By Alex Raley
I recently made a trip with folks who kept referring to me as “sir.” Most of the people were well past fifty years. This was a simple gesture of courtesy on their part, but it spoke volumes to me. Am I really a fossil as my grandsons delight in calling me? Am I beyond elderly? Is my fatigue due to aging and not carousing? I do know that in recent years I have begun to think of my life as having a stopping point, though that may be twenty years from now or it could be tomorrow. Such a thought never occurred to me thirty years ago. I was too busy with career and family, too busy with life.
What has all this to do with writing? This new view of life has given me a new perspective on writing. I no longer write because I think my writing is publishable. Writing is just a natural process, like breathing, sleeping, eating, thinking, talking and all the other things we do routinely. This does not mean that I will stop submitting things for possible publication. It means the rejects will be less important.
Age has also given me a unique view on publishing. With all my years of reading, I have come to know that publishing is more accident, or whom you know, than a sign of quality. I have just finished reading Super by Jim Lehrer. On his or her worst day, any one in our workshop writes as well, or better, than that novel. The real story of the novel barely would make a short story, and the remainder of the book is filled with interesting stuff, but not for a novel. One can only surmise that Lehrer can get something published on his name alone.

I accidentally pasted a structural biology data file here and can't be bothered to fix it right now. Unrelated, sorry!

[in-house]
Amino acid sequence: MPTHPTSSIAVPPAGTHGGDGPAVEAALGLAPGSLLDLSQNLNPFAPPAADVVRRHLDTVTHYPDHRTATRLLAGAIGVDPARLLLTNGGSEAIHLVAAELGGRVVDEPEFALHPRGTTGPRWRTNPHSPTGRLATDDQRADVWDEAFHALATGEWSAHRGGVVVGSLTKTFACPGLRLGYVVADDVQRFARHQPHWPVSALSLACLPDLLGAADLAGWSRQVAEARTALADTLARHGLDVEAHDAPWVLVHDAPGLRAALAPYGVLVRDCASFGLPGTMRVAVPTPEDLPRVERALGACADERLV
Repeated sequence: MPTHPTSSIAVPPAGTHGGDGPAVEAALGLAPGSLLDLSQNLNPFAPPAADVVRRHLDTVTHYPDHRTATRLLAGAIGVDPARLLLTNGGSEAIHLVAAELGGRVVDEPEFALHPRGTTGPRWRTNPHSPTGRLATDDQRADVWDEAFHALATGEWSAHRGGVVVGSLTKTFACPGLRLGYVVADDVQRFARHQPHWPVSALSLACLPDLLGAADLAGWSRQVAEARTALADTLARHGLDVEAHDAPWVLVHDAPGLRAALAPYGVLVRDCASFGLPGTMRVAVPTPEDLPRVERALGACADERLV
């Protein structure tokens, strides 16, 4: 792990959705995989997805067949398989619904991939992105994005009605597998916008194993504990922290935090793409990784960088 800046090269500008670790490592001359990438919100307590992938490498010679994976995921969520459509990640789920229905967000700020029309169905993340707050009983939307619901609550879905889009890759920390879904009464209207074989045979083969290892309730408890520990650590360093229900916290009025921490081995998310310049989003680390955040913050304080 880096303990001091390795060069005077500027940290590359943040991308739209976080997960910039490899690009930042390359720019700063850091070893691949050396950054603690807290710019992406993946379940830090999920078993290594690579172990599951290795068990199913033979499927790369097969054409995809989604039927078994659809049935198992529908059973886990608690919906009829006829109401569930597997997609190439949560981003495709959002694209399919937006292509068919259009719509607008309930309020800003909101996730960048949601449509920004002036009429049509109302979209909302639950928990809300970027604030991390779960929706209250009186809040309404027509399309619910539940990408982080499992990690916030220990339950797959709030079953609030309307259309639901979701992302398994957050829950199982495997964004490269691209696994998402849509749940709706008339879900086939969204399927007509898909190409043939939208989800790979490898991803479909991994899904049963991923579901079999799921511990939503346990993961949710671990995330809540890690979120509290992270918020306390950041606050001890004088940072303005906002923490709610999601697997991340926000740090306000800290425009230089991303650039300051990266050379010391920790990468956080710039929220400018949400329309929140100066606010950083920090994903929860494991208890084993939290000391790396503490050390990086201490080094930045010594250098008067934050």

In spite of these thoughts of age, I still know that the unexpected does happen. In a recent prayer-breakfast speech, Randall Wallace, script writer, director and producer, told the story of his being near bankruptcy. After some soul-searching, he wrote Braveheart. Though I don’t expect to write a Braveheart, I will keep my eye open for the unexpected. Who knows what may lurk around the corner even for a fossil.
In the meantime, I will enjoy the youngsters who stand to offer me a seat on the Newark Airport bus transfer from Terminal C to Terminal A, the young man who offers to help me lug my wife’s carryon up a stair at Tel Aviv, and the many persons who ask, “How are you doing?” as we trudge over Masada. Maybe there is a story or a poem somewhere in all that solicitation.
My advice to you is to keep writing and submitting, but to relax and enjoy what you do. Fossilization creeps up on you.